Graduate Research Prize Winners 2008
My first degree was at Monash University in Australia and I came to Oxford on a Commonwealth Scholarship to read for a D.Phil. in medical statistics at the Clinical Trial Service Unit and Epidemiological Studies Unit (CTSU), supervised by Dr Sarah Parish and Professor Rory Collins.
In Oxford, my thesis has focused on the design, analysis and interpretation of a genome-wide association study of statin-induced myopathy. Large-scale randomised evidence shows that statin therapy reduces the incidence of heart attacks, strokes and revascularisation procedures by about one-fifth per 1mmol/L LDL-cholesterol reduction, and it is estimated that over 30 million people worldwide are now taking statins. However, rarely statins can damage muscles causing pain, weakness or even muscle breakdown with release of myoglobin leading to the risk of renal failure and death. The incidence of this myopathy is typically only about one per 10,000 patients per year or less with standard doses of the drugs (for example, 20-40mg simvastatin daily), but it increases with higher doses and with concomitant use of certain drugs, such as cyclosporine, which can inhibit statin metabolism.
The genome-wide association study typed over 318,000 genetic markers (plus additional fine-mapping) in 85 subjects with definite or incipient myopathy and 90 controls, all of whom were taking 80 mg of simvastatin daily as part of a CTSU co-ordinated trial involving 12,000 participants. Together with my colleagues who were co-ordinating the trial and undertaking the genotyping, I discovered that one genomic region containing the SLCO1B1 gene was associated with myopathy. I then confirmed this finding in another large trial of 40 mg of simvastatin daily involving 20,000 participants. The number of copies of one particular variant, the rs4149056 C allele, accounted for up to 60% of the myopathy risk. The importance of these results is that they will lead to more effective and safer treatment of individuals at risk of cardiovascular disease.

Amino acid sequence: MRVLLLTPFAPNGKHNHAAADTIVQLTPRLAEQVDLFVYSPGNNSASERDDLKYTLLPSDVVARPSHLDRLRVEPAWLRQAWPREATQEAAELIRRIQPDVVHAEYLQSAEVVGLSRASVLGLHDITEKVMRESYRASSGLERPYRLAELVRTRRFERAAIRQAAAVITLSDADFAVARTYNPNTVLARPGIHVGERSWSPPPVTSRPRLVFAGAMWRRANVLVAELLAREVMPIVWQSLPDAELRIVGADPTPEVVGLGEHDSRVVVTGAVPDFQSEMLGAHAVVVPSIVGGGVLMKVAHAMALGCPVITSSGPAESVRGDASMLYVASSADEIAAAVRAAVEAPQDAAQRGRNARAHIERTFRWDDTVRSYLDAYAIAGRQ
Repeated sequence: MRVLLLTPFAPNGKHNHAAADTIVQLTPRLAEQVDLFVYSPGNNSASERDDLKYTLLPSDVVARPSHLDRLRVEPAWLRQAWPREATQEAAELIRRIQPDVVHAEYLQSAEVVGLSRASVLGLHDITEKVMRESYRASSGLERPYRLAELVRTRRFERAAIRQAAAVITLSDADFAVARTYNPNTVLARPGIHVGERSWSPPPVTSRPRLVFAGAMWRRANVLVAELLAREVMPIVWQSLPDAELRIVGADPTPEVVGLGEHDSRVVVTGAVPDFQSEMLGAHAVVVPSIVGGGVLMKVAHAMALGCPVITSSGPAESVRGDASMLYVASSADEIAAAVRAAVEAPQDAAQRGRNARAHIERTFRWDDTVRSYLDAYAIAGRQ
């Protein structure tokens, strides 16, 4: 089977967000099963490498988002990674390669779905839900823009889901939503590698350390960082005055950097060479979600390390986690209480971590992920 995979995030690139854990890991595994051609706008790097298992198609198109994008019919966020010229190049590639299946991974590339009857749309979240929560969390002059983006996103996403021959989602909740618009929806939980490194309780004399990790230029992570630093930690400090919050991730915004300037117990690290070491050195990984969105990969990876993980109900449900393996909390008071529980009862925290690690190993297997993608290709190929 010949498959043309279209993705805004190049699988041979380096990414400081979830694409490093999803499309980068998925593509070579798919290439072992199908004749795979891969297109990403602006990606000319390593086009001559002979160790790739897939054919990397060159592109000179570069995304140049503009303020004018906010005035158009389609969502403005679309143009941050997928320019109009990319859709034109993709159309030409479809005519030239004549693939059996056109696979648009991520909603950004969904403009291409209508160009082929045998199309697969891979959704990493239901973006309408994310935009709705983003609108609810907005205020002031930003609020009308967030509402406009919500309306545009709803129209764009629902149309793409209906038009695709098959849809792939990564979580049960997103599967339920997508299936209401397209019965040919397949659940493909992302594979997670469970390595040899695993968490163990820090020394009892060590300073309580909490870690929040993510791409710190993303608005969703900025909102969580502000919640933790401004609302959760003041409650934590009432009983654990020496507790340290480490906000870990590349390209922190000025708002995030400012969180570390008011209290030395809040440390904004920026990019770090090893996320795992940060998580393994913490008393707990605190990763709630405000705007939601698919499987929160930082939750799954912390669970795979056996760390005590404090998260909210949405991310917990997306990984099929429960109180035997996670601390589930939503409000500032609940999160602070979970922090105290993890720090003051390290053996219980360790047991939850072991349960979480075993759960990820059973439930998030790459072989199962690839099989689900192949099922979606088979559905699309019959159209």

During my D.Phil, I have benefited from close collaboration with colleagues in the CTSU and at the Wellcome Trust for Human Genetics nearby and also from opportunities to present findings at academic conferences in the USA and in Ireland. I have been inspired by the intriguing CTSU and University seminar series, and by the opportunity to talk to so many world-renowned speakers, particularly at Green College. In my spare time I have also enjoyed being President of Green College student body, horse-riding, dancing and rowing.
Following my studies, I am going to continue as a medical statistician within CTSU, investigating statin-induced myopathy in different populations and broadening my experience in other areas of CTSU's expertise, such as large clinical trials, meta-analyses and observational studies in coronary heart disease.
- Link E, Parish S, Armitage J, Bowman L, Heath S, Matsuda F, Gut I, Lathrop M, and Collins R. (2008) The SEARCH Collaborative Group. "SLCO1B1 variants and statin-induced myopathy -a genome wide study" N. Engl. J. Med. 359:789-799.
Estimated Cumulative Risk of Myopathy Associated with Taking 80 mg of Simvastatin Daily According to SLCO1B1 rs4149056 Genotype.